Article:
A Conversation with Graduating Senior Kati Scruggs
For outstanding CALS graduating senior Kati Scruggs, coming to NC State in 2014 opened troves of opportunities: she conducted ethnographic research in the western highlands of Guatemala and led the 2017 Krispy Kreme Challenge, the student body’s biggest and best-known fundraiser.
She also taught cooking and nutrition classes to low-income members of the community, helped develop curricula for building middle-school girls’ confidence and leadership skills, took part in nutrition education training for an international nongovernment organization and worked with a Food, Bioprocessing and Nutrition faculty member to develop training videos for aspiring nutrition educators.
The list goes on – that’s one reason she was chosen 2016’s Leader of the Pack. Read on to learn more about Scruggs’ experience at NC State and how it’s prepared her to take the next step toward her goal of helping to solve important nutrition-related problems.
What drew you to NC State?
My brother went here, and when I came to visit NC State, it just felt so collaborative. It didn’t have that competitive cutthroat vibe I felt at other schools I visited. That’s not me. Instead, I felt like it was a place that I would fit in and do really well. Then the next day I was offered the Park Scholarship, and that sealed the deal.
Why did you choose applied nutrition and women’s and gender studies for your majors?
I’m intending to go into public health, and women’s health seemed like something that I could really get into. I decided to study both applied nutrition and women’s and gender studies. It’s been really fun to see how I could pull nutrition into my women’s and gender studies classes, and pull women’s and gender studies into my nutrition classes. Nutrition gives me a set of really specific technical skills, and then women’s and gender studies gives me a systems’ perspective.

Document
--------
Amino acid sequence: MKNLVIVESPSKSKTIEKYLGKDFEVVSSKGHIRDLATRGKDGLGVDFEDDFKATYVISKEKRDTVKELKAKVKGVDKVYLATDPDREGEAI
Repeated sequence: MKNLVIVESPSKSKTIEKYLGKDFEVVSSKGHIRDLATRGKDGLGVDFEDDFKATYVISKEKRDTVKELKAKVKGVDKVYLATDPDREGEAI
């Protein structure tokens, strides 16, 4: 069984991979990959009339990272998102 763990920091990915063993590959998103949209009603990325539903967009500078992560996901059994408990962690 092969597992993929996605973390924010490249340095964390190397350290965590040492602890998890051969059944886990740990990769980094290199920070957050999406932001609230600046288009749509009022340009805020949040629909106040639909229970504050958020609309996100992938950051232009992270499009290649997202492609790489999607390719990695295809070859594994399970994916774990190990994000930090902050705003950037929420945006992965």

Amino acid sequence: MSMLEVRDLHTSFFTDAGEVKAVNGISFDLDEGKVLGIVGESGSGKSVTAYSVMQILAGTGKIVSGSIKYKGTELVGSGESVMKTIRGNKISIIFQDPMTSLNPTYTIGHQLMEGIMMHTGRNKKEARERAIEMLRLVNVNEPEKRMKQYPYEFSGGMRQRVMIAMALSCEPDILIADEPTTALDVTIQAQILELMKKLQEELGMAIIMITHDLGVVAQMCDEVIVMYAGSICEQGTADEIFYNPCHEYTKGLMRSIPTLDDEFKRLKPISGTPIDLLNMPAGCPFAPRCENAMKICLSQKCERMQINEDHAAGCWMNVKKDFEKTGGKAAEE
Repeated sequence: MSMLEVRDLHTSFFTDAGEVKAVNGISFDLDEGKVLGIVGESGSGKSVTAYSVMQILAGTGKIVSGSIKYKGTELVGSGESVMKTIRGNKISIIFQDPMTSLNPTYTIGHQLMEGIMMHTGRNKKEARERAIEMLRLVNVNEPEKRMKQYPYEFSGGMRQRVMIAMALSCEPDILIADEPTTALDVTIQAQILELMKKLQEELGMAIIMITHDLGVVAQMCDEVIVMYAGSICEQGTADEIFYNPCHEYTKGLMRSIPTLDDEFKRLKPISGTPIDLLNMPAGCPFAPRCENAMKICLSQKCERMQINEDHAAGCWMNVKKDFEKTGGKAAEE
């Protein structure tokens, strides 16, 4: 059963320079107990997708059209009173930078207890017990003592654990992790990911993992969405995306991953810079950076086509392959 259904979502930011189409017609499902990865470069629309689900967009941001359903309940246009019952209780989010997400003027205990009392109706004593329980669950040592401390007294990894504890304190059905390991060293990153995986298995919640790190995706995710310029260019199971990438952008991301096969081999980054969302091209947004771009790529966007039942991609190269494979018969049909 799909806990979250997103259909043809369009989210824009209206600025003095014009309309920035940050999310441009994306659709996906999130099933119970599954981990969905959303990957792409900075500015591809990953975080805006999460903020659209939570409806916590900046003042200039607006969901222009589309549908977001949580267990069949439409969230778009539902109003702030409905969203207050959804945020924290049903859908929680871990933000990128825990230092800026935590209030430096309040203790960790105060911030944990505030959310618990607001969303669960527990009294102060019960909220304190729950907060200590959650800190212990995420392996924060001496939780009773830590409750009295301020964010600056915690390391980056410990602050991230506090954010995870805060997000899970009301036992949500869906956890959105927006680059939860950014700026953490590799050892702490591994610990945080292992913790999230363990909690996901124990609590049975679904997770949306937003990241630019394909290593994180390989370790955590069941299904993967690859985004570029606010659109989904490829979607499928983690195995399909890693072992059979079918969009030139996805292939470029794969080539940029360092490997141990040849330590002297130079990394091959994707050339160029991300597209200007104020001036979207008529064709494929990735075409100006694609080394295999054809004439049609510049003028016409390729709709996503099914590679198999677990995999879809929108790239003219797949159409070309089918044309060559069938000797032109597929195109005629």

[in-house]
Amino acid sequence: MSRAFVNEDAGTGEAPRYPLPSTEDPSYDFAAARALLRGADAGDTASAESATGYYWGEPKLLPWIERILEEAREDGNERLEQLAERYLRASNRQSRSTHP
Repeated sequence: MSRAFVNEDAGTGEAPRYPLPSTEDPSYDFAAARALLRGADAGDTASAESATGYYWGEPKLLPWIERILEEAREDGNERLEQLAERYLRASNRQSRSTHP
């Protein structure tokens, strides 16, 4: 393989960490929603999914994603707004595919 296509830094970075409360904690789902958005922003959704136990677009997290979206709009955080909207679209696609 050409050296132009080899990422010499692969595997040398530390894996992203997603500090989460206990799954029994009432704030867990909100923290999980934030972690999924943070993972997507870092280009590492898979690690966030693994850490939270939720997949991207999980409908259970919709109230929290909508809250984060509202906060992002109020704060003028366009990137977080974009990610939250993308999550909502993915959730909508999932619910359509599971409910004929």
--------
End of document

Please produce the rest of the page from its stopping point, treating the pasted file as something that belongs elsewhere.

For example, in my women’s and gender studies’ capstone class, we had to do a research paper, and mine was on the social construction of malnutrition in Guatemala – looking at how all these gendered social factors interact with biological realities and how that relates to malnutrition in women.
What will you do after graduation?
I’m doing AmeriCorps service work here in Raleigh with Cooperative Extension in Wake County and the Food Bank of Central and Eastern N.C. to coordinate school and community gardens. Long term, I will probably end up getting my Ph.D. and then teach. Ultimately, I would really love to work at a land-grant university. I’m trying to take it one step at a time now, because that’s such a long path.
How do you think NC State has prepared you to meet your goal?
I think the collaborative, interdisciplinary focus here is so, so important to addressing big world problems. I’m thinking more of the public health type things – for example, food access, malnutrition, obesity. … None of them can be solved with just one perspective, and so having an interdisciplinary focus with my majors, being around professors and students who are tackling problems from all these different perspectives – it blows me away. People are just excited about things here. If you talk to anyone on campus, they usually have their one thing or a few different things that they’re really, really into.
What would you say is your one big thing?
I think health education would be my one big thing. I feel very strongly that knowing how your body works and having some idea of how you can have a role in optimizing that is so important. Instead of telling people what they should eat, you can empower people. If they understand enough about nutrition, they can think through how to make decisions about their bodies, and then make those decisions themselves.
What advice would you give to an incoming student who wants to get involved at NC State?
When you are just coming in, the opportunities can feel overwhelming, but you have to try things out before you know what you’re into. I would much rather err on the side of ‘I’ve tried out all these things, and now I have to pick something things,’ rather than ‘I haven’t done anything, and I have no idea where to go from here.’ Deciding where you can make a difference and where you fit in can be challenging.
One last question: You’re passionate about nutrition education, and yet you’ve directed the Krispy Kreme Challenge run. Isn’t that … ?
I’ve gotten that reaction before, but you don’t actually have to eat 12 doughnuts to take part in the run to raise money for the UNC Children’s Hospital. In fact, one way that I did integrate nutrition a little bit into the organization was by offering a ‘no doughnut’ option.
This post was originally published in College of Agriculture and Life Sciences News.